An experimental classification of energies necessary to crimp seal copper and stainless steel tubing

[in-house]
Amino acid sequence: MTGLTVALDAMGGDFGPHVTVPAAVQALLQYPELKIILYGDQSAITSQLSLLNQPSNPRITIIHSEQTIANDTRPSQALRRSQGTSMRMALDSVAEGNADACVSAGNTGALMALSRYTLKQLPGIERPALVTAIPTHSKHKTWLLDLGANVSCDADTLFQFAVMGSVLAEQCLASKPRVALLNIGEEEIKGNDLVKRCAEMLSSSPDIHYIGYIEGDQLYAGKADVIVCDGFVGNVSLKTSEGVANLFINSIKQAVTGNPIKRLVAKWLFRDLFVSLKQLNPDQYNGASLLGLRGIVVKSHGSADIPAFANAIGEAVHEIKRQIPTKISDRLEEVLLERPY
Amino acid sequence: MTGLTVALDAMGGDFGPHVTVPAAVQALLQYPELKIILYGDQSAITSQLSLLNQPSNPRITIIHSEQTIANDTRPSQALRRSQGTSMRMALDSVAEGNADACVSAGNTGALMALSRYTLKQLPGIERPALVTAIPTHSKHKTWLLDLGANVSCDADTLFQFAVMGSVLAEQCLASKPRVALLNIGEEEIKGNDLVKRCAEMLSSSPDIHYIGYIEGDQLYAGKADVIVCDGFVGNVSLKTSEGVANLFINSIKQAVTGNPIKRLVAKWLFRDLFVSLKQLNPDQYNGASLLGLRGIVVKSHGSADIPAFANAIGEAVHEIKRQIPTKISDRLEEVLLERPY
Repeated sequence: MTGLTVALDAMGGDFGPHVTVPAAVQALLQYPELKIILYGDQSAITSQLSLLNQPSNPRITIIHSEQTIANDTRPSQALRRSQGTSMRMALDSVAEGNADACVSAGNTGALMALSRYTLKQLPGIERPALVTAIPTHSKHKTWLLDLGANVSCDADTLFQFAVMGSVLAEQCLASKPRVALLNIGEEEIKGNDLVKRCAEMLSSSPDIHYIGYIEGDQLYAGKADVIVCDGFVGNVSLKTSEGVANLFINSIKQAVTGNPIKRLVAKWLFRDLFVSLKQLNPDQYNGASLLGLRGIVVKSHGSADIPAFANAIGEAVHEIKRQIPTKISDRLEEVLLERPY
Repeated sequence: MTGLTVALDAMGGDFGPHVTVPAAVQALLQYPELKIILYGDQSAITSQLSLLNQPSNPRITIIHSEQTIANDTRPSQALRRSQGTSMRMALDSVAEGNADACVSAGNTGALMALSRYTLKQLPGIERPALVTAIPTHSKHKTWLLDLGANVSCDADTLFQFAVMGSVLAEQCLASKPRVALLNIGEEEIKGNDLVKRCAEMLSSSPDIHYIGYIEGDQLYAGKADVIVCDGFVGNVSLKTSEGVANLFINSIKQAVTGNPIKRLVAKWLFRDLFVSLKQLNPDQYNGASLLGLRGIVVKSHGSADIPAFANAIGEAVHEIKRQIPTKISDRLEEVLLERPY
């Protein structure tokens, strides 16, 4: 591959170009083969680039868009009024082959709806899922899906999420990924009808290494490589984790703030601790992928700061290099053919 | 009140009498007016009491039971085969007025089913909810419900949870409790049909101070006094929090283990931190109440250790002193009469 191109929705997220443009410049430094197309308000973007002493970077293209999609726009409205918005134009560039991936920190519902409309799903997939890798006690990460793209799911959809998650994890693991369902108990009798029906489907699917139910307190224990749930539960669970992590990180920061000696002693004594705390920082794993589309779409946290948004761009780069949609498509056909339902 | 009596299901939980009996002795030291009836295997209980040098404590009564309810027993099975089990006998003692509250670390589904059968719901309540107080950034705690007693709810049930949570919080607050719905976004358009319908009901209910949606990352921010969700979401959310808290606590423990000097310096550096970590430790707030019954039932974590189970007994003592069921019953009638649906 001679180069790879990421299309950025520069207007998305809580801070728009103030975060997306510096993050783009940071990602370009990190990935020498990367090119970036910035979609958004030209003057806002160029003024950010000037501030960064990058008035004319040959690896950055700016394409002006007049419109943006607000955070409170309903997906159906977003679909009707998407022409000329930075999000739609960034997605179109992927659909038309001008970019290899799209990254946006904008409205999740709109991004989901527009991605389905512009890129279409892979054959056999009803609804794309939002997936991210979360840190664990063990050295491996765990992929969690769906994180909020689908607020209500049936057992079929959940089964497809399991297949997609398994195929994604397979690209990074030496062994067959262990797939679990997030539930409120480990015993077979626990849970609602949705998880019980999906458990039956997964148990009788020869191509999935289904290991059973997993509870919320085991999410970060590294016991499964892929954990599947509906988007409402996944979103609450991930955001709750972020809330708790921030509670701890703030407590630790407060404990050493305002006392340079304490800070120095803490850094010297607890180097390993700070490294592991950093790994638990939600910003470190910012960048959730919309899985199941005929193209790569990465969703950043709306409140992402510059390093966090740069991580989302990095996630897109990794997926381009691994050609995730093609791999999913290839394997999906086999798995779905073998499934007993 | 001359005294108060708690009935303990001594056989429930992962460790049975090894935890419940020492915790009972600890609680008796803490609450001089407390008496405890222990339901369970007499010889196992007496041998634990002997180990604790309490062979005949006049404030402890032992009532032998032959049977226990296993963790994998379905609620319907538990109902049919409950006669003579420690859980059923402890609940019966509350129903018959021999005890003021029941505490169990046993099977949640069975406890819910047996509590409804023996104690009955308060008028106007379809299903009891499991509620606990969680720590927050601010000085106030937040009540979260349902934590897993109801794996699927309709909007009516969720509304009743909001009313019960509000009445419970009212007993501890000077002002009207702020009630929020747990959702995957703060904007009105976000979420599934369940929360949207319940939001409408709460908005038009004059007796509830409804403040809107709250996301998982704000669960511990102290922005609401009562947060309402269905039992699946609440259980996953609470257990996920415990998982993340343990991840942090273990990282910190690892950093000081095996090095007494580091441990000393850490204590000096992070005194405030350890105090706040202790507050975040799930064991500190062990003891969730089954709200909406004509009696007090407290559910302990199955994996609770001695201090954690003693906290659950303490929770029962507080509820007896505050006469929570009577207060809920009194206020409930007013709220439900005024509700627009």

Crimping by means of deformation is a process commonly performed which restricts the flow of a substance through a tube. This process is unique by requiring large amounts of deformation between the inner tube walls which must lock and seal together allowing no flow to occur. This research studies how much energy is required to seal tubes constructed of copper or stainless steel between 0.125" and 0.25" encompassing all wall thicknesses available. Each cross section of tubing was cut, tightened into the end of a compression fitting, and plumbed through an integral vacuum sensor via plastic tubing running back to an oil-filled vacuum pump. This setup was mounted into a crimping fixture with interchangeable die sets within an Instron 5882 load frame and compressed at a quasi-static rate while monitoring load, displacement and vacuum level through a LabVIEW data acquisition program. All testing was analyzed to identify which die set produced the most efficient seal and required the least amount of input energy. Several sets of crimped samples were laid on their sides, mounted within epoxy and ground down to expose the sealing interface of the inside walls. From all acquired information, a new die set was constructed in an optimizing attempt to minimize both the leak rate and the energy required in creating the seal. The shape and contours of the optimized die set were the parameters changed from the 3 original sets. Final results showed that a shear shaped die set required the least amount of energy to establish a seal. The flat die created the best seal having the lowest resulting leak rate. The optimized die set created did not minimize the energy, but did produce a comparable leak rate to the flat set. This research develops a strict testing regimen to be followed when crimping a tube using a quasi-static deformation technique.